Creative ideation in an AI world<!-- --> | Banfield Agency

January 15, 2024

Creative ideation in an AI world

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2023 has been a breakout year for generative AI.

A McKinsey survey from mid-April 2023, when many generative AI tools were in their early days of public usage, showed that 79% percent of all respondents said they’d had some exposure to generative AI, and 22% said they regularly use it in their work.

Of these respondents, the most commonly reported uses of generative AI tools were in marketing and sales functions.

This either points to companies devaluing marketing to the point that they’d like to automate it to the greatest extent possible or valuing it so much that they want to focus technology and efforts on it. Since this is written for a marketing audience by somebody who works at an advertising agency, let’s assume the latter.

Since companies around the world are trying to figure out how to best use AI to improve performance, heavily leaning into marketing functions, advertising agencies are frantically trying to figure out how to use this constantly evolving technology to best serve clients.

And while many advertising agencies consider themselves to be on the cutting edge of trends, or even more boldly, to dictate trends themselves, nobody seems to have cracked the code.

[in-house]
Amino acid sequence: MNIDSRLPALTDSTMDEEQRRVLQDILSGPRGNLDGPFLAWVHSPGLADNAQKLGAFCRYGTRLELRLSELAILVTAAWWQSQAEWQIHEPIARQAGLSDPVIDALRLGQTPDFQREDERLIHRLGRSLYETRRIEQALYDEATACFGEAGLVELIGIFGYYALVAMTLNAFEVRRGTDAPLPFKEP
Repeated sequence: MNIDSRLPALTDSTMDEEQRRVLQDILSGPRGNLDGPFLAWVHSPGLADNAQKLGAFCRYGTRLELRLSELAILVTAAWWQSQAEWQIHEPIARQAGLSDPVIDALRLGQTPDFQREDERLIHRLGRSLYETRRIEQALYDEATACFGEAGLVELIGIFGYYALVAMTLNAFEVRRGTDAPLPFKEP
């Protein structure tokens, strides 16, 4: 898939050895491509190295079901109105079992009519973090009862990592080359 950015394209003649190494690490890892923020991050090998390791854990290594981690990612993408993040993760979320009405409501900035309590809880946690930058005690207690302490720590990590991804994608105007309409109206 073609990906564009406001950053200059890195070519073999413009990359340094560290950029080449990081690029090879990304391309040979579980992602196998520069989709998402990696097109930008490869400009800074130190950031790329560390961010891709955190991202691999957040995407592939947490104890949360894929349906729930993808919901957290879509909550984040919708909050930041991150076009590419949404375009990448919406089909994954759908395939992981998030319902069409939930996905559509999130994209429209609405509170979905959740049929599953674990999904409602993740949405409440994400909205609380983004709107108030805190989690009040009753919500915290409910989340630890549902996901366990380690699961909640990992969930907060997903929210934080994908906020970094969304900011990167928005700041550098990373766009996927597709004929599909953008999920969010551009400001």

There are countless articles and talks from industry leaders about the potential of generative AI, but most take the form of how to leverage current tools in the best way. Focusing on evolving skillsets and comparing the emergence of generative AI to other technological advancements that fundamentally changed the advertising and design industry.

There’s an acknowledgment of what it can’t do, and a rallying cry for creatives to continue pushing boundaries in ways that machine learning can’t, claiming that AI can’t replicate human creative thinking.

This is almost true.

The fact is, with access to so much data, AI does replicate some human creative thinking. It scrapes the Internet for all the information it can find, finds what has been done and successful, and creates a facsimile of it.

Where it falls short is with a certain type of original problem solving.

Say you ask Chat GPT to give you some campaign ideas. Since it’s a large language model, it uses information gathered and gives you an answer by predicting the next word based on what it’s already seen. It repeats this process, predicting the next word, and the next one, until the answer you’re asking for is complete.

The key tools it’s using are available information, grammar, and pattern recognition.

Given these parameters, there’s one occupation that’s safe. And they may hold the key to continued creative problem solving in the age of AI.

Being a kid.

Kids are unpredictable. You don’t know what they’re going to say and neither does all the information in the world.

That’s because kids are the opposite of large language models. They aren’t always great at following rules. They don’t have all the information in the world. They barely have any. And these attributes make them fun and creative.